Hospitality used to be a one time deal for me. An event or a production. It meant a perfectly clean home and everything homemade. It meant waiting on people hand and foot, assuming that to care for them really well meant always being one step ahead. It meant refilling water glasses, serving up more food on half eaten plates, and asking interesting questions when conversation ran dry.
It looked like scanning the scene to make sure everyone was okay and fed and warm and cared for and seen.
These things aren’t necessarily bad on their own -- what’s bad is what I let them do to me. I let them take the fun out of gathering. And guys, when something used to bring you life & joy doesn't anymore, it's time to get low and listen (as my friend Amber would say) and make a change. I let these things wrap around me so tight I could barely breathe. I gave them authority over my worth, identity, and permission to take up space. These things became my reason for being enough, my reason for being liked, and having friends.
And without them I felt plain, ordinary, and unlovable.
I’m a two on the enneagram. So I’m hardwired for helping. It’s how I’m made. But I can often help out of a place of fear. I begin to believe I am only loved and necessary because I help. So I wrap my worth and identity up in these things. And sometimes I still do. It’s taken many years to get here so it may take a few years to find freedom --- freedom in offering out of love rather than acceptance.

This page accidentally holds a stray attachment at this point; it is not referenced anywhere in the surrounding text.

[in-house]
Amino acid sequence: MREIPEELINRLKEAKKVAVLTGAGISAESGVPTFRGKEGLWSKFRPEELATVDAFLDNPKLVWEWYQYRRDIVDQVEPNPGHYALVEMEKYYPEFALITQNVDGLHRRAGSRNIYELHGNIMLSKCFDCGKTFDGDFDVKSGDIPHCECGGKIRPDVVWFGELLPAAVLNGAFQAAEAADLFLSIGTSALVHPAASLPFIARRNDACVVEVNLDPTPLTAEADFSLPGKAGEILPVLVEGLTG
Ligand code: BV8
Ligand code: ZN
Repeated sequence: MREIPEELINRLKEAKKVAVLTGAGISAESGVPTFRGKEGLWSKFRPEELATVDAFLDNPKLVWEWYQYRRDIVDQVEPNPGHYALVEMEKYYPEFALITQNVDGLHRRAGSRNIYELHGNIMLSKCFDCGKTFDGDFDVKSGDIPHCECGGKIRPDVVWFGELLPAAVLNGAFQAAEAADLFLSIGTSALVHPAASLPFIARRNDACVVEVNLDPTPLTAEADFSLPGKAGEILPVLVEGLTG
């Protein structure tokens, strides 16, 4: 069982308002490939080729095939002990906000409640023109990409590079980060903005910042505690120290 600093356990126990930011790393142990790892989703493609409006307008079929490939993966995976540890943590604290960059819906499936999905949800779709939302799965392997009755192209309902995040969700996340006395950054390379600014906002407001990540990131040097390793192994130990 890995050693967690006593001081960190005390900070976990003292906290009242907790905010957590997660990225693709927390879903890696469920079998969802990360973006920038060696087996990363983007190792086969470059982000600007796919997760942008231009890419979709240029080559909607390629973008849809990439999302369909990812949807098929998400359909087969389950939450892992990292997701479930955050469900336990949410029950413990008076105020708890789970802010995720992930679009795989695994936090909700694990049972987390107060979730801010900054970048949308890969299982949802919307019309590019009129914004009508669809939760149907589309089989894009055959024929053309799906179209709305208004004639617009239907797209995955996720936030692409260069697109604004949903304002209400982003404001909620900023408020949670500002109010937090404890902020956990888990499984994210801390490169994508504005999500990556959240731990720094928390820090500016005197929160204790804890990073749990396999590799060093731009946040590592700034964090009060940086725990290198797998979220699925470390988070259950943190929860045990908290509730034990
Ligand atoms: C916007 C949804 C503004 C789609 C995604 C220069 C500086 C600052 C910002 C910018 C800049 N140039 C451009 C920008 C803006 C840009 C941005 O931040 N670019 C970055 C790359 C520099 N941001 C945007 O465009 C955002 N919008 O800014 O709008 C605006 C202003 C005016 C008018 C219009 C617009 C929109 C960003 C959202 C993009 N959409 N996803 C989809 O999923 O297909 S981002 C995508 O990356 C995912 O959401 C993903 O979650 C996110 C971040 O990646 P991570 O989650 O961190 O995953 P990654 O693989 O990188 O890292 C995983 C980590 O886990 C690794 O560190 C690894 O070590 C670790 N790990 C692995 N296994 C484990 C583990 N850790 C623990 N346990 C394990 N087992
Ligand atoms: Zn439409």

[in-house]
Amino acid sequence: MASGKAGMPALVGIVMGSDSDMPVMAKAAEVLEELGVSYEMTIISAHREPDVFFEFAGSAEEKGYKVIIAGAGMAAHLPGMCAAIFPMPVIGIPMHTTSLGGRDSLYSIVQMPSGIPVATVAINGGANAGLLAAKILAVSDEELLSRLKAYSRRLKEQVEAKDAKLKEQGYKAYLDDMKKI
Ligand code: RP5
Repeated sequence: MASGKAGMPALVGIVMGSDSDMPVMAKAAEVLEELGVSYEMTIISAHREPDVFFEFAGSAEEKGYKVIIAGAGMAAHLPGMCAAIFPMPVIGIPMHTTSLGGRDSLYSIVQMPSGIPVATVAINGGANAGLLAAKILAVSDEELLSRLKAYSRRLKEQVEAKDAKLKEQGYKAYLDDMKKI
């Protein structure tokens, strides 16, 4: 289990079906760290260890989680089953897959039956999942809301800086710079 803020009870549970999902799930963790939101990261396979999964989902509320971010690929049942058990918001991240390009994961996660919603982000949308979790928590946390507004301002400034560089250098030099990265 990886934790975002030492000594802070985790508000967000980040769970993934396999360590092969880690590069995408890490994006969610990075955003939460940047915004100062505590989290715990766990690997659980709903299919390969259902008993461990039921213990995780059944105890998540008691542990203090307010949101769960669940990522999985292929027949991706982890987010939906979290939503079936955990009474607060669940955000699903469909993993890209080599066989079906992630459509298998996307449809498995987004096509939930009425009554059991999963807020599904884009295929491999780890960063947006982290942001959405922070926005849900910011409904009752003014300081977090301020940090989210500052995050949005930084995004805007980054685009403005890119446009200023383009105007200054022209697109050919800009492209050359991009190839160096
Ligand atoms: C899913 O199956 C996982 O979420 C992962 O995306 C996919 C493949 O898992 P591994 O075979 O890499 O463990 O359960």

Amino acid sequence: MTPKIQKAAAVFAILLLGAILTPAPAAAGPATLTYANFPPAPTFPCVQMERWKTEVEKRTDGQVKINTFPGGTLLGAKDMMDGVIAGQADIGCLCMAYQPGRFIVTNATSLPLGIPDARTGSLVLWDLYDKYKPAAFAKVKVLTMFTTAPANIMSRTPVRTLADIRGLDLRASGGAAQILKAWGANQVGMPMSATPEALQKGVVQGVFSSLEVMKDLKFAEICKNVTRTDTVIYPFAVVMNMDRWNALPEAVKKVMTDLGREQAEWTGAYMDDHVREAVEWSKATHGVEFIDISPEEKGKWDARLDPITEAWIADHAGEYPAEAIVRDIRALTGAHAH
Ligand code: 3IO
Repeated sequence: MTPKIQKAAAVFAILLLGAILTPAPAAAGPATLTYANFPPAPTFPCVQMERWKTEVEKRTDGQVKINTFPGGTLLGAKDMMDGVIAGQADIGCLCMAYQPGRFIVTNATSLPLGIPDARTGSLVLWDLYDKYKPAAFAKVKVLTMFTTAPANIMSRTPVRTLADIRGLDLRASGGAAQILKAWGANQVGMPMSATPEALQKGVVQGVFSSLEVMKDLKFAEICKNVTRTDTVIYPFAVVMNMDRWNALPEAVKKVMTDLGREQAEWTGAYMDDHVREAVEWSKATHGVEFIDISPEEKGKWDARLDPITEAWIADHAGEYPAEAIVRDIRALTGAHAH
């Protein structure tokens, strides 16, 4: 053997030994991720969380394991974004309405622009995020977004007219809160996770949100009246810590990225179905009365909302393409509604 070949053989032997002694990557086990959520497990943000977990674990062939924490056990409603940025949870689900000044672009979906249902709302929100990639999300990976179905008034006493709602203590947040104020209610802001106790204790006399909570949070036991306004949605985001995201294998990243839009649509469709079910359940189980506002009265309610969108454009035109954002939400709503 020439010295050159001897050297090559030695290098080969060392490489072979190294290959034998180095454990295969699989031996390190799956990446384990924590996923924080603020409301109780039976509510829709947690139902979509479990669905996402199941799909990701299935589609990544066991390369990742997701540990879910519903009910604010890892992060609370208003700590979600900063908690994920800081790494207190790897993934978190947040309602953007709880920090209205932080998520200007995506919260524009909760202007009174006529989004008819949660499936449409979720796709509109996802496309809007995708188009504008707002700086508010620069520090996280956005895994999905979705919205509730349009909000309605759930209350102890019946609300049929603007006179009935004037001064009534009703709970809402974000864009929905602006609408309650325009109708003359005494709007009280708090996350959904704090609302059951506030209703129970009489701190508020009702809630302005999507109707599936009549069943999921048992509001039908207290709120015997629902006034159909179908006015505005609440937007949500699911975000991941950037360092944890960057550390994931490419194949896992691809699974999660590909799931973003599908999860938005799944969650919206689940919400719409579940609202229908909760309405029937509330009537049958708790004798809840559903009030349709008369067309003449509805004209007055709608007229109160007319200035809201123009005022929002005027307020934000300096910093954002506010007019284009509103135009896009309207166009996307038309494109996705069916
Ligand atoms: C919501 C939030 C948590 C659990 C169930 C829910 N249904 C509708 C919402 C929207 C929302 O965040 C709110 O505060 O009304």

This way of living left me exhausted and worn out. I felt more like a mannequin on display rather than a real person. I left interactions not actually knowing how people were doing because I was so stuck inside my own head --- Do they like me? Did I talk too much? Was the food okay?
I remember hearing Jennie Allen speak at an event and share something along the lines of this -- those times we criticize and nitpick our every move, wondering if we're too much of this or too little of that, stems less from a place of caring deeply for others and more for caring deeply about how we're perceived.
It’s my own pride. Not an act of selflessness.
I was maintaining an image that didn’t even exist. And I couldn’t point the finger at anyone because no one had asked me to live up to this other than myself. I had placed the burden there. And as a result, I was missing the beautiful narrative unfolding around me.
I really don’t want to miss it anymore.
In efforts to make hospitality a lifestyle, something we don’t merely do but carry with us, I had to break some unhealthy habits. I had to find truth over some lies in my head. So that’s why I hold tight to these three things instead -- the things hospitality isn’t (to me).
Maybe it's time you make your own list too. But until you’re able, borrow mine if you'd like. I truly hope it helps free you a little bit. You ready? Here we go.
Hospitality is not always fancy and homemade.
If cooking things from scratch brings you life, you should do that. Do the things that bring you life. We need more of that in the world. But if cooking stresses you out then pivot. If it’s the very reason you don’t gather -- make adjustments. Typically, I make one part of a meal and buy the rest.
For me, that might mean homemade soup with store bought bread. Or baked fish with a premade salad. You could even buy pizza crusts and the toppings to go with it so friends could assemble their own. Better yet, make the meal a potluck. Throw some meat in the crock pot or a casserole in the oven and invite friends to bring a dish to pass and share. Or call in your favorite carry-out and serve it on paper plates for easy clean up.
The point isn't what's on the table, the point is whose around the table.